Teams will be ranked based on Web metrics such as number of views on their videos, viewer ratings, puzzles completed and social network activity. In May, the 25 top-ranked videos in each age category—Elementary (grades 1-6), Junior (7-9) and Senior (10-12)—will be reviewed by a panel of celebrity judges who will select the 3 finalists in each age group and invite the public to choose the winners. Judges include bestselling author and environmentalist Paul Hawken, actress Pleasant Wayne, skateboarder Bob Burnquist, executive-with-a-cause John Wood, Bioneers founder Kenny Ausubel and Nigerian women’s rights activist Hafsat Abiola. Winners will be chosen based on community involvement, project execution, video quality, and overall social and environmental impact.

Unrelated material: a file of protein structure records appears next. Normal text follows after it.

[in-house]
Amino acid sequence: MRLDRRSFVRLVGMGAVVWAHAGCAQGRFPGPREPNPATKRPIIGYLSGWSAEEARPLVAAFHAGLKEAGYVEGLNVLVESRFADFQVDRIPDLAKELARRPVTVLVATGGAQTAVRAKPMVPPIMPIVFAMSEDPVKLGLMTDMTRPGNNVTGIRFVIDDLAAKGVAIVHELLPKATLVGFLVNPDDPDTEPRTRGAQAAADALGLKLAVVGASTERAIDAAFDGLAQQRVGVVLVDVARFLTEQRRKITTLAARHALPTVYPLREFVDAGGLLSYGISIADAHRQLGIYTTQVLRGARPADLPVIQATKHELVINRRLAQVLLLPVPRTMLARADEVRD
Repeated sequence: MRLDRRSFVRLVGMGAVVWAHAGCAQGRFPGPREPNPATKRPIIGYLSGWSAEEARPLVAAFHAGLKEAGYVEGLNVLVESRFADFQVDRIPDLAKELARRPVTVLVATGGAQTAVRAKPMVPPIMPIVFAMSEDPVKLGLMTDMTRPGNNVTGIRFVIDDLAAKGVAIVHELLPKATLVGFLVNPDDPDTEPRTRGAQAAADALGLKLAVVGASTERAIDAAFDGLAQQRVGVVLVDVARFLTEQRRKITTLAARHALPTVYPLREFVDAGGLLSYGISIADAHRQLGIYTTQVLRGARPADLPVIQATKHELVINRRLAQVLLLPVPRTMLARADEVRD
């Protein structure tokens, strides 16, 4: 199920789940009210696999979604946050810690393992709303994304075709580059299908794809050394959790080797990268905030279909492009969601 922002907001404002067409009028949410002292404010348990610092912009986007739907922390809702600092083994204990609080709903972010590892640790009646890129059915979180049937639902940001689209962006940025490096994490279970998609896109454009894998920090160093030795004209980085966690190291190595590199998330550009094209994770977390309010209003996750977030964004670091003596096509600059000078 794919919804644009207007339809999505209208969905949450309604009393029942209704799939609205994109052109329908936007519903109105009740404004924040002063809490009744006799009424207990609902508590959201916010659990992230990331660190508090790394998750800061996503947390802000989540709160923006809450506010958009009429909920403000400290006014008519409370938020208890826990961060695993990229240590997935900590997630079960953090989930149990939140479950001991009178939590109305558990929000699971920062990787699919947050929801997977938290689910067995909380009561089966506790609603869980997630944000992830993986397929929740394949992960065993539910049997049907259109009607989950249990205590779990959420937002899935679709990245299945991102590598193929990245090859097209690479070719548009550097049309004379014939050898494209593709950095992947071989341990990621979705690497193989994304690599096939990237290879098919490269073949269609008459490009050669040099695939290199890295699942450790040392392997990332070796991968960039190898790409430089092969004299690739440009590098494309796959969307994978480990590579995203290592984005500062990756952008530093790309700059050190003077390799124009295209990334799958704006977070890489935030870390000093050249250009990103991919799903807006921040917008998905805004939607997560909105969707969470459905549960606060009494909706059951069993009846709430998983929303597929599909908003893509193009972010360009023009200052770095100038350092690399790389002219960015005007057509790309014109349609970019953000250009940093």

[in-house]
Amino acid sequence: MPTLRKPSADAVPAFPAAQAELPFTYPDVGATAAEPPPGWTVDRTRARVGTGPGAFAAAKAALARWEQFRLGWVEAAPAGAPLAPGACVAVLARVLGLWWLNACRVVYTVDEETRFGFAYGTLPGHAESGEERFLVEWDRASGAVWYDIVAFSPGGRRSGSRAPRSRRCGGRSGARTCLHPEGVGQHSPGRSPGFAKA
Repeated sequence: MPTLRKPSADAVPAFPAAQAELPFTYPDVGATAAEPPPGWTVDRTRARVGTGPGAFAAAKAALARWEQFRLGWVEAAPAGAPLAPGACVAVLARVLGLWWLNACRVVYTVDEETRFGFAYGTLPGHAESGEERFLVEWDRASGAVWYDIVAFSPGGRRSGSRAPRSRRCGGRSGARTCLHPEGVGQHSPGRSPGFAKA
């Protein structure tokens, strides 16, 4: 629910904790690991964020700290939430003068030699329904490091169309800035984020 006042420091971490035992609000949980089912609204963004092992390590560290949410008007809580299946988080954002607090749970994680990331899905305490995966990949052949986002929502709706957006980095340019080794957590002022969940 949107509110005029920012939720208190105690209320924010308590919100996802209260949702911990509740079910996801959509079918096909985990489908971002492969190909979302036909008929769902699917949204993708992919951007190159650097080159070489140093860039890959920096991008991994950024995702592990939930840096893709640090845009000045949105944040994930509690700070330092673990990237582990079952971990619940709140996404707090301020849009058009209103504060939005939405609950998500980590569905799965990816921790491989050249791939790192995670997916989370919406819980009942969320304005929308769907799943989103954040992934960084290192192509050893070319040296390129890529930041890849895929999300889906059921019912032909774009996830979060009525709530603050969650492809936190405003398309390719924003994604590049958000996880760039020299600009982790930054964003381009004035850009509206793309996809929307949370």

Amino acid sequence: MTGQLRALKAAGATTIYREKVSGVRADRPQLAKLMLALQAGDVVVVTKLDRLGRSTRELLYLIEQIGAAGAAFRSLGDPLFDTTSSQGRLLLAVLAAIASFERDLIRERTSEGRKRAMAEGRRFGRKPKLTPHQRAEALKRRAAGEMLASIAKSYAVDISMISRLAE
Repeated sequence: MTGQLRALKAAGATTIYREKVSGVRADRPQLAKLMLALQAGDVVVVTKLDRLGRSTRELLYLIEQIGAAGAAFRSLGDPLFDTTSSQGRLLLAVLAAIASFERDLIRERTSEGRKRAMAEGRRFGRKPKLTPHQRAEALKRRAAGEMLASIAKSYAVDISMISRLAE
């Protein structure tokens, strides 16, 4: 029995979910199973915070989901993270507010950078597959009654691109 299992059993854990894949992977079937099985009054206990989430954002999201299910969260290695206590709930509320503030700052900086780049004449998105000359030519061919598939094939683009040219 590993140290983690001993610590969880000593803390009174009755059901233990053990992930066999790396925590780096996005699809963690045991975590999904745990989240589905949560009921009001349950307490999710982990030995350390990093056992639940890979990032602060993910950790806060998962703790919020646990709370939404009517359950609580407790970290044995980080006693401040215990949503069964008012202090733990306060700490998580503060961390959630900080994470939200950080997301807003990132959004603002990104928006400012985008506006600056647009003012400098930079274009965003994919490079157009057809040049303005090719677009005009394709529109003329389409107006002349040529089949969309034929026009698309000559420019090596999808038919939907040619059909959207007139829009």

To provide project ideas and resources for both students and teachers, Quantum Shift TV has partnered with key organizations like UNICEF, Free the Children, Room to Read, TransFair, NAAEE, TakingITGlobal, The Pembina Institute, New Global Citizens, Sierra Youth Coalition, Rainforest Action Network, Care and Oxfam.
Bonjean anticipates that this contest will mobilize some 100,000 kids across the United States and Canada to act on thousands of social and environmental projects. “This contest will serve as a catalyst for youth engagement and activism as youth learn from and are inspired by each other,” he added. For teachers and educational professionals, “Be the Change” is a project-based tool to teach their students about social and environmental issues that can easily be incorporated into curricula.
Students and educators can find out more and sign up for the contest at http://www.quantumshift.tv/schools.
For other bloggers (or the press):